U.S. says Syria has used chemical weapons twice
Syrian opposition says U.S. has 'moral duty' to act on chemical weapons issue
U.S. intelligence has concluded "with some degree of varying confidence" that the Syrian government has twice used chemical weapons in its fierce civil war, the White House and other top administration officials said Thursday.
However, officials also said more definitive proof was needed and the U.S. was not ready to escalate its involvement in the troubled country. That response appeared to be an effort to bide time, given U.S. President Barack Obama’s repeated public assertions that Syria’s use of chemical weapons, or the transfer of its stockpiles to a terrorist group, would cross a "red line."
The White House disclosed the new intelligence Thursday in letters to two senators, and Defence Secretary Chuck Hagel, travelling in Abu Dhabi, also discussed it with reporters.
Reaction in Ottawa
The U.S. assertion that Assad's regime has used chemical weapons triggered a response on Parliament Hill on Thursday afternoon.
"We are very concerned with these reports and remain in close contact with our allies," said a statement from Joseph Lavoie, a spokesman for Foreign Affairs Minister John Baird.
"We have been consistent and very clear — the international community will not tolerate the use of chemical weapons by [President Bashar] Assad on the Syrian people.
"Ultimately, Assad and his supporters will be held accountable."
"Our intelligence community does assess, with varying degrees of confidence, that the Syrian regime has used chemical weapons on a small scale in Syria, specifically, the chemical agent sarin," the White House said in its letter, which was signed by Obama’s legislative director, Miguel Rodriguez.
Shortly after the letters was made public, U.S. Secretary of State John Kerry said on Capitol Hill that there were two instances of chemical weapons use.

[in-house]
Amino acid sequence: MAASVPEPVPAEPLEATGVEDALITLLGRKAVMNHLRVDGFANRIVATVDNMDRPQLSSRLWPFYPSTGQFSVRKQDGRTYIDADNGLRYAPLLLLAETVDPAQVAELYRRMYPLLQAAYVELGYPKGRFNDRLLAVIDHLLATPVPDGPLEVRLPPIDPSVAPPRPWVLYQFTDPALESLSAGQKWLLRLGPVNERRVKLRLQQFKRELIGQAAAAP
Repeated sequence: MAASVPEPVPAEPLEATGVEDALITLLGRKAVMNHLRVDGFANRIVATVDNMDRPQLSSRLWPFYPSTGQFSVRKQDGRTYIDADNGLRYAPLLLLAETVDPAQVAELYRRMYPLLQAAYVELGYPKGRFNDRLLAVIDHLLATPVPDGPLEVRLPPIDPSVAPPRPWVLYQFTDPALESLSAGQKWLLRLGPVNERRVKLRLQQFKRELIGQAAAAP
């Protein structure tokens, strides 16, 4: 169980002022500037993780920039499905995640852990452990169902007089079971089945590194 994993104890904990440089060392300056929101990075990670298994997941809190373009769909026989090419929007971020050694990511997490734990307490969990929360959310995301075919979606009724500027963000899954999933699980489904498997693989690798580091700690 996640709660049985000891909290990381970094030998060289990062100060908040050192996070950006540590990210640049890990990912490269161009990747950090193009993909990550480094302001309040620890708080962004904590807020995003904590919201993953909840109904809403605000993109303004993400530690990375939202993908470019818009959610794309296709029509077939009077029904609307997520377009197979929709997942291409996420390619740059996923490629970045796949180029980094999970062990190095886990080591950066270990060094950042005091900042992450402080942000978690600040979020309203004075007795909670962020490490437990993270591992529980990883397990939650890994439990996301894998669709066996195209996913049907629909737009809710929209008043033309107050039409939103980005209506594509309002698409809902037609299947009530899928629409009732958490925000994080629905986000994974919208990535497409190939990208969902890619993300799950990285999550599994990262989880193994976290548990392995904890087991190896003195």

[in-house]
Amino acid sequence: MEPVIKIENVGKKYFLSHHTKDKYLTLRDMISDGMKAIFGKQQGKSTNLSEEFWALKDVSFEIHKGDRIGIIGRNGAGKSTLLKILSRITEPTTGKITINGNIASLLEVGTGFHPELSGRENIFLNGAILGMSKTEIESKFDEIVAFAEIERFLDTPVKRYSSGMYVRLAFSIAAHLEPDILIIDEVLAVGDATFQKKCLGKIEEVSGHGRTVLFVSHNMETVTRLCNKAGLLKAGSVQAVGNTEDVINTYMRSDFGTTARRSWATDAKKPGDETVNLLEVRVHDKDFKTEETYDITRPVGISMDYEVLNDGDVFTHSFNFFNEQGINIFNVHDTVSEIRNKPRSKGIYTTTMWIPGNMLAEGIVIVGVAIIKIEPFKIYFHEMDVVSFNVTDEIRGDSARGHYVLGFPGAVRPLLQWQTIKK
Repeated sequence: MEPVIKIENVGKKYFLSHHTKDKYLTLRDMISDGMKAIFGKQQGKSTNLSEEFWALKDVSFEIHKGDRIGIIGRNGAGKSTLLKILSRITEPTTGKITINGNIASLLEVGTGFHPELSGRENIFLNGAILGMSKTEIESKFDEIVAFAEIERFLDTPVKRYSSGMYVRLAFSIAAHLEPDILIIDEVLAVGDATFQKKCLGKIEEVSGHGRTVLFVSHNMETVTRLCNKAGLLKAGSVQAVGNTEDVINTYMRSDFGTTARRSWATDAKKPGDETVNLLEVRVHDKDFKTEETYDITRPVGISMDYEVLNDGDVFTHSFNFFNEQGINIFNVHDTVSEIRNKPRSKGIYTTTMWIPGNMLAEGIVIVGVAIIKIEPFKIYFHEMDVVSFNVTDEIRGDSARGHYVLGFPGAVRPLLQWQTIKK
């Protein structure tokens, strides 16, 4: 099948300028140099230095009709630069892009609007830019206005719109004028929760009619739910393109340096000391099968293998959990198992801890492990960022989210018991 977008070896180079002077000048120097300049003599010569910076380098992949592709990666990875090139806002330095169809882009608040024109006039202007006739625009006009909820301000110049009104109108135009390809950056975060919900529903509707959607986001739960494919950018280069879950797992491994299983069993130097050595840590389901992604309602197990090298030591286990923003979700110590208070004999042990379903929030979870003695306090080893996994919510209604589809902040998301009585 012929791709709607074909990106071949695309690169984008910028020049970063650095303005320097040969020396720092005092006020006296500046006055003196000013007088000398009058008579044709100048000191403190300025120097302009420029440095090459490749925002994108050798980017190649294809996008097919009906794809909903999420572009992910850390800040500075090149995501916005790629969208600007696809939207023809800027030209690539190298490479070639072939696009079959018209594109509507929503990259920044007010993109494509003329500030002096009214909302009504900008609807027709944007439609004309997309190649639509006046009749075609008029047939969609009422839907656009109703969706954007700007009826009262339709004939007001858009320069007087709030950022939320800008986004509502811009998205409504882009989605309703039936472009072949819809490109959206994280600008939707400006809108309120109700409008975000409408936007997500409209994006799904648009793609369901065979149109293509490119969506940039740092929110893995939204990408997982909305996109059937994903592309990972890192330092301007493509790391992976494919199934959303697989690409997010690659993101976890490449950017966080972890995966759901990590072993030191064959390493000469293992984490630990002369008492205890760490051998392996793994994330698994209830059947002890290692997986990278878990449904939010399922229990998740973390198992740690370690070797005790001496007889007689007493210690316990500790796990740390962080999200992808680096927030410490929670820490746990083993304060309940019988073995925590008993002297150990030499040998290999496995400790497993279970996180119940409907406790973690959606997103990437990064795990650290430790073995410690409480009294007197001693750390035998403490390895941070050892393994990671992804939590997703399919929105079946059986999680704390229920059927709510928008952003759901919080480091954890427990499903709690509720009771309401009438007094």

Hagel said the use of chemical weapons "violates every convention of warfare."
It was not immediately clear what quantity of weapons might have been used, or when or what casualties might have resulted.
Ahmad Ramadan, a member of the Syrian National Coalition opposition group’s executive body, called the U.S. assertion an "important step" that should be followed by actual measures taken by the UN Security Council and Friends of Syria group.
Ramadan told The Associated Press by phone from Istanbul that the U.S. has a "moral duty" to act to prevent President Bashar al-Assad from using more chemical weapons.
Obama has said the use of chemical weapons would be a "game-changer" in the U.S. position on intervening in the Syrian civil war, and the letter to Congress reiterated that the use or transfer of such weapons in Syria was a "red line for the United States." However, the letter also suggested a broad U.S. response was not imminent.
Rodriguez wrote that "because the president takes this issue so seriously, we have an obligation to fully investigate any and all evidence of chemical weapons use within Syria."
The letter went to Republican Senator John McCain and Democratic Senator Carl Levin.
The assessment, Rodriguez said, was based in part on "physiological samples."
The letter also said the U.S. believes the use of chemical weapons "originated with the Assad regime." That is consistent with the Obama administration’s assertion that the Syrian opposition does not have access to the country’s stockpiles.
A senior defence official cautioned that the White House letter was not an "automatic trigger" for policy decisions on the use of military force. The official alluded to past instances of policy decisions that were based on what turned out to be flawed intelligence, such as the Bush administration’s decision to invade Iraq after concluding that Saddam Hussein had weapons of mass destruction, including nuclear weapons.
The official commented only on condition of anonymity because he was not authorized to speak publicly.
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McCain quoted from the letter in making his own comments to reporters on Capitol Hill.
"We just received a letter from the president in response to our question about whether Assad had used chemical weapons," McCain said following a closed briefing with Kerry on Syria and North Korea.
U.S. commanders have laid out a range of possible options for military involvement in Syria. They have also made it clear that any U.S. action would likely be either with NATO backing or with a coalition of nations.
The military options could include establishing a no-fly zone or a secured area within Syria, launching airstrikes by drones and fighter jets, and sending in ground forces to secure chemical weapons supplies.
While Obama has called that a "red line" for taking some kind of further action to assist the rebels, administration officials say the intelligence is not solid enough to warrant such a move.